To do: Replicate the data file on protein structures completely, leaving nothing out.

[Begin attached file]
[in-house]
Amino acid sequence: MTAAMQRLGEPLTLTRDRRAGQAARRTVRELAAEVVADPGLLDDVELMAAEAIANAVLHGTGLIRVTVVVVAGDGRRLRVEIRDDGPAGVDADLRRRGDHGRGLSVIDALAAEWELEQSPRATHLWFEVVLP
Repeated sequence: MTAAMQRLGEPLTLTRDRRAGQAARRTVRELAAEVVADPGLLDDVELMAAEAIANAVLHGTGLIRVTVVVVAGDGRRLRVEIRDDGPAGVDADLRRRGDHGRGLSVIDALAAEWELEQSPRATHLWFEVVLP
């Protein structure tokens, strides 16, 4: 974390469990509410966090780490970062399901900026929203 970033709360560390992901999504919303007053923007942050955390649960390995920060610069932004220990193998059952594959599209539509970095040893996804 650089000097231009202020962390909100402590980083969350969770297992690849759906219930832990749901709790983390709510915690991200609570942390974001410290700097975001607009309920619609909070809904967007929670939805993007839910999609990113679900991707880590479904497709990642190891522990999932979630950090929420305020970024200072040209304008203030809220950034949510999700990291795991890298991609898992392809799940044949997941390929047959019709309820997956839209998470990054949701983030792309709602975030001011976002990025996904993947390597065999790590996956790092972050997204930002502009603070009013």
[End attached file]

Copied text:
[in-house]
Amino acid sequence: MTAAMQRLGEPLTLTRDRRAGQAARRTVRELAAEVVADPGLLDDVELMAAEAIANAVLHGTGLIRVTVVVVAGDGRRLRVEIRDDGPAGVDADLRRRGDHGRGLSVIDALAAEWELEQSPRATHLWFEVVLP
Repeated sequence: MTAAMQRLGEPLTLTRDRRAGQAARRTVRELAAEVVADPGLLDDVELMAAEAIANAVLHGTGLIRVTVVVVAGDGRRLRVEIRDDGPAGVDADLRRRGDHGRGLSVIDALAAEWELEQSPRATHLWFEVVLP
């Protein structure tokens, strides 16, 4: 974390469990509410966090780490970062399901900026929203 970033709360560390992901999504919303007053923007942050955390649960390995920060610069932004220990193998059952594959599209539509970095040893996804 650089000097231009202020962390909100402590980083969350969770297992690849759906219930832990749901709790983390709510915690991200609570942390974001410290700097975001607009309920619609909070809904967007929670939805993007839910999609990113679900991707880590479904497709990642190891522990999932979630950090929420305020970024200072040209304008203030809220950034949510999700990291795991890298991609898992392809799940044949997941390929047959019709309820997956839209998470990054949701983030792309709602975030001011976002990025996904993947390597065999790590996956790092972050997204930002502009603070009013």